Setting foot in Latitude’s Henham Park for the first time, Easy Life singer Murray Matravers, bassist Sam Hewitt and guitarist Lewis Berry discuss festival life and the wild west that is America.
Hi Easy Life! So, you’re at your first Latitude?
Murray: That’s right, mate.
Lewis: We’ve always wanted to play here, what with the pink sheep – and there’s a lake!
How are festivals for you in general?
Murray: We’ve been doing some pretty massive ones to be fair, like we did Coachella and Governors Ball in the US, Boston Calling – some of the bigger ones out there, but Glastonbury is like the big one in the UK we did. Then we’re doing all the little ones, like we did Tramlines yesterday.
Lewis: I wouldn’t say they’re little though, they’re just…
Sam: More local to the area? We’ve got a festival later in the year that we’re basically headlining a day which is very strange. I mean, it’s probably a village fete! But still…
How do you bring the Easy Life vibe across that broad spectrum?
Lewis: We don’t change our set at all.
Sam: We love playing, and we love getting new people to listen and take it as it comes. The bigger ones, like in the US, we didn’t expect any of our own fans to be there, and a few were! That surprised us and made it a hell of a lot easier for us because we felt at home.
Lewis: Sometimes it’s the showmen you’re expecting nobody to know you, or know your music that I enjoy the most because when people first hear it, we get that positive – well, and negative – but we get that positive feedback, and it’s like ‘ah, nice!’
With festivals you’re there to grab attention, how’s that been working?
Murray: It’s cool, that’s the whole fun of playing festivals because you can try and convince people to come and check you out and you can be more indulgent at the headline shows, but out here you’ve gotta work for your money – graft. It’s fun, we play the same set, we’ll play the same set today that we did at Coachella, and Glastonbury, all of ’em.
Tell us some of your on the road experiences, then.
Murray: I’ve seen some sights, man. Glastonbury had some very strange sights to behold, but…
Sam: America was just an unreal place to be. Everyone at Coachella was on their absolute A-game performance – the biggest shows. It made us think a lot about our own stage show.
Lewis: Not just the music, we’re talking about the stage setup, visuals.
Sam: Just such energy. I saw Ariana Grande bring out N*Sync, which was a wild cultural moment. And at the other end of the spectrum, somebody was shot 100 meters from the door of a venue we played in Austin, just as we went on.
Murray: They closed the street outside, and it was one of those venues where you can stand outside and look in, it had a big open window, and there was just no one there when it was going on.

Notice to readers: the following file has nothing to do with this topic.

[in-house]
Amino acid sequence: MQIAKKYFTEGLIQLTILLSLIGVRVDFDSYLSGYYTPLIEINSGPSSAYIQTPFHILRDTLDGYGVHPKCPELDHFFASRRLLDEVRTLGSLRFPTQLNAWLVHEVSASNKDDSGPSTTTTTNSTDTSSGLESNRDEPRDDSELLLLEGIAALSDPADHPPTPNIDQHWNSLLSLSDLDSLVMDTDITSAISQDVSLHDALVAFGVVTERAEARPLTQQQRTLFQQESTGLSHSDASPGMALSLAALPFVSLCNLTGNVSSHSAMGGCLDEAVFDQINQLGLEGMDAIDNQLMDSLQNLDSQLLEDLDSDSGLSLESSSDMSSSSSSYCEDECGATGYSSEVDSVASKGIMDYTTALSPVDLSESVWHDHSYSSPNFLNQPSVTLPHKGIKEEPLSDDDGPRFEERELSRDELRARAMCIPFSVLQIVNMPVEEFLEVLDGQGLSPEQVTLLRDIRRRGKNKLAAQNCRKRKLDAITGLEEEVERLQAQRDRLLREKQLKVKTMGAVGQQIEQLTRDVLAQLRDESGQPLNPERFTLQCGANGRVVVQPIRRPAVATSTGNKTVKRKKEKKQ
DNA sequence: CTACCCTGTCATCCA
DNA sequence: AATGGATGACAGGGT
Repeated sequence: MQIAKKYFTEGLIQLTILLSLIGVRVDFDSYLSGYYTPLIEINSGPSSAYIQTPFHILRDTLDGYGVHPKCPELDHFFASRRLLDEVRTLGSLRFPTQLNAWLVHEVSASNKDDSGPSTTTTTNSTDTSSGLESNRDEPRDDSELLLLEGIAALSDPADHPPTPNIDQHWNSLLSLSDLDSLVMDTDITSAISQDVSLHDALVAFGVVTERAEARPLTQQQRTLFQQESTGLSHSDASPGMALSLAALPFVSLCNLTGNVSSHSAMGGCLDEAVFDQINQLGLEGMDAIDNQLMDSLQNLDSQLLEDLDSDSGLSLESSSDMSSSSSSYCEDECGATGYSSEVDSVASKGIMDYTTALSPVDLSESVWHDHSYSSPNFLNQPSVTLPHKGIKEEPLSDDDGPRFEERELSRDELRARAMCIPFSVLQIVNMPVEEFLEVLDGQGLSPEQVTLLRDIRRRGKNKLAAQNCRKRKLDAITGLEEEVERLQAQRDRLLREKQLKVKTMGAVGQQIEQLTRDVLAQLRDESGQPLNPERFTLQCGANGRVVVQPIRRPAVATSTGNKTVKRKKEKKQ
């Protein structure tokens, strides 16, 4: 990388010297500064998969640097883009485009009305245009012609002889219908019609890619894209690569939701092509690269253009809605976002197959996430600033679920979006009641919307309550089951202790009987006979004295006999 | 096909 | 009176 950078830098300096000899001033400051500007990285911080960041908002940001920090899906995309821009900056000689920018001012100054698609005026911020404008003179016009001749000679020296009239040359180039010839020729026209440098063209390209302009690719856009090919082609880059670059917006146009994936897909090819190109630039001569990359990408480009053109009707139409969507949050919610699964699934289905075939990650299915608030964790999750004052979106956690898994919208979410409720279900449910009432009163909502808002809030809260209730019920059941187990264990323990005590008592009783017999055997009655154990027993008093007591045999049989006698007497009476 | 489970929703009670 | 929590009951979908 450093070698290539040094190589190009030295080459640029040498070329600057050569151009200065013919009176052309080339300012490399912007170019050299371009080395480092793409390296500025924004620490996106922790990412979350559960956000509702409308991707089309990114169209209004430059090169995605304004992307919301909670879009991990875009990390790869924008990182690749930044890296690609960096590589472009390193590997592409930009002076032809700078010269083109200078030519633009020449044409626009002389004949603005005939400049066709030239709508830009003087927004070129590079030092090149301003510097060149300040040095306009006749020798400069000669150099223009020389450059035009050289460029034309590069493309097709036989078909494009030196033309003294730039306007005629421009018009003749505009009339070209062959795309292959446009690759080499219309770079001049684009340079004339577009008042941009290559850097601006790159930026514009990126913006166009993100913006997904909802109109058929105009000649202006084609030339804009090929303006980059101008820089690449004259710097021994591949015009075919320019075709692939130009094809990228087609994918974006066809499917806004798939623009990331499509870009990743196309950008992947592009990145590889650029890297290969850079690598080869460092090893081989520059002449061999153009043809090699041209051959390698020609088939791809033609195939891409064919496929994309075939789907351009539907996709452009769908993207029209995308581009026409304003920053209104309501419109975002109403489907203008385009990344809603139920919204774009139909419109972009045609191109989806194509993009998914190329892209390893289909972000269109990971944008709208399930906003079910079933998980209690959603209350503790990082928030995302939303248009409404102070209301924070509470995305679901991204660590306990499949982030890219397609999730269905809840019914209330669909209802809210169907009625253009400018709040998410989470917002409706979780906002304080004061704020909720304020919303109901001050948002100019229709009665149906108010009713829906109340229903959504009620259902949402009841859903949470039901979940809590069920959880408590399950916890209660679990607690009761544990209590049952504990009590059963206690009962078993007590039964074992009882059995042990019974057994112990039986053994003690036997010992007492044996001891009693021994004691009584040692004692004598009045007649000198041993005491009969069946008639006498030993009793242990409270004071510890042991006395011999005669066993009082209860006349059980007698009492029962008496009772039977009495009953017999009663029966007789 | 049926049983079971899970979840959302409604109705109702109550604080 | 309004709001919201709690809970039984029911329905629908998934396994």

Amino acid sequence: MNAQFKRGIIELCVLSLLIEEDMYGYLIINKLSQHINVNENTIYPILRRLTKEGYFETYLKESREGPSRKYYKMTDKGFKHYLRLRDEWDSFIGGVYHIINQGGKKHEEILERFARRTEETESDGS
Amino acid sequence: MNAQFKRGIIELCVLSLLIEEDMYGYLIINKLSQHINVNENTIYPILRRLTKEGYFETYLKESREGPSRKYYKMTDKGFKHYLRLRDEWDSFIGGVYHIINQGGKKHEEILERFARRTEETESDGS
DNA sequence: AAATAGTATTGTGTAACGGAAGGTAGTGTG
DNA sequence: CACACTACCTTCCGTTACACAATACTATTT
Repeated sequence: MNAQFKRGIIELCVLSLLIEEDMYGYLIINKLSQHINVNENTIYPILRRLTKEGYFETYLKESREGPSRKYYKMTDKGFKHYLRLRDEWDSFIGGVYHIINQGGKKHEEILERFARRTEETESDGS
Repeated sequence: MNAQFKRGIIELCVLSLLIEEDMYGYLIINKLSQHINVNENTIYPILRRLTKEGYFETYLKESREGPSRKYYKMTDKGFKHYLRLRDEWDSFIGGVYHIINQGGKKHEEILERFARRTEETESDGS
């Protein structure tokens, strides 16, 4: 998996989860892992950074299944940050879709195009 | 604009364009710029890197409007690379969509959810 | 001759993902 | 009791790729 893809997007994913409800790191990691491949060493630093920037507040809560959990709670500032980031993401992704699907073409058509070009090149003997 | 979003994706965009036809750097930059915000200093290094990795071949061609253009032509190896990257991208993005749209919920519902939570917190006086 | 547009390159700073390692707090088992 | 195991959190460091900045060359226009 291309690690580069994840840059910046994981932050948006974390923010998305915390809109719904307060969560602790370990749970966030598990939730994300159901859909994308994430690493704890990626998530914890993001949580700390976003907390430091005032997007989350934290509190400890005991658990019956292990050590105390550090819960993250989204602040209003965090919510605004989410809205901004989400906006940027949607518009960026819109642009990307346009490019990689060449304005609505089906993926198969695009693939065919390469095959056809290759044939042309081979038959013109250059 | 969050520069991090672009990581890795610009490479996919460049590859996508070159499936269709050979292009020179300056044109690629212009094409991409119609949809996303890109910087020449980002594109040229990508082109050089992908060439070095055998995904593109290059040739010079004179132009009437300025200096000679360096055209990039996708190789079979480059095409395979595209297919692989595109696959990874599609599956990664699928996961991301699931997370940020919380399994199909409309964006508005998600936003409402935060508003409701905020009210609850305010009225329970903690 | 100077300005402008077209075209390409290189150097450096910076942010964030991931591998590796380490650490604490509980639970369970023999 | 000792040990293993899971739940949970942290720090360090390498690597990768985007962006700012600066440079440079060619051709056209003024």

Sam: Police on horseback.
Lewis: We could basically see it from the stage and the big windows that open out.
Murray: It was at SXSW, it was weird because we came off stage and the first thing people were saying ‘someone’s been shot!’
Sam: No one died, though! And people came in.
Lewis: They wanted to stay and watch was happening with the shooting, so they kind of walked over to watch us.
Murray: It was the only socially acceptable place to be stood while watching someone get shot.
Lewis: It’s quite eerie, really.
Sam: It’s weird, America’s like a continent, so every state is completely different, and it feels that way when you’re there, and every place has its own attitudes.
Murray: You do see some weird things when you’re on the road, man.
Lewis: In the UK it’s nice to see other bands that might not have a similar sound, but you see a lot of other people grafting. I met a band today called Buzzard? [Buzzard, Buzzard, Buzzard] We were just chatting about what they do, and we’re in a very similar boat.
That must help you know you’re going through the right motions?
Murray: Yeah, I guess. It’s just nice to meet anybody. It’s nice to meet yourself, we’re all just creatives trying to do anything.
What other ideas have you had for the live show?
Sam: We’ve been pretty restricted with the venue sizes, and now we’re building our fanbase, and we’re moving into the medium sizes, we’ve got the space we’re desperate to fill.
Lewis: It’s the money to put our ideas into motion as well because a nice visual show, and making it more like a ‘show’ is expensive to put your things into motion. We’re very conscious that we want to take it to a different level every time, whether that be changing what we do live, or better bits of equipment.
Words: Steven Loftin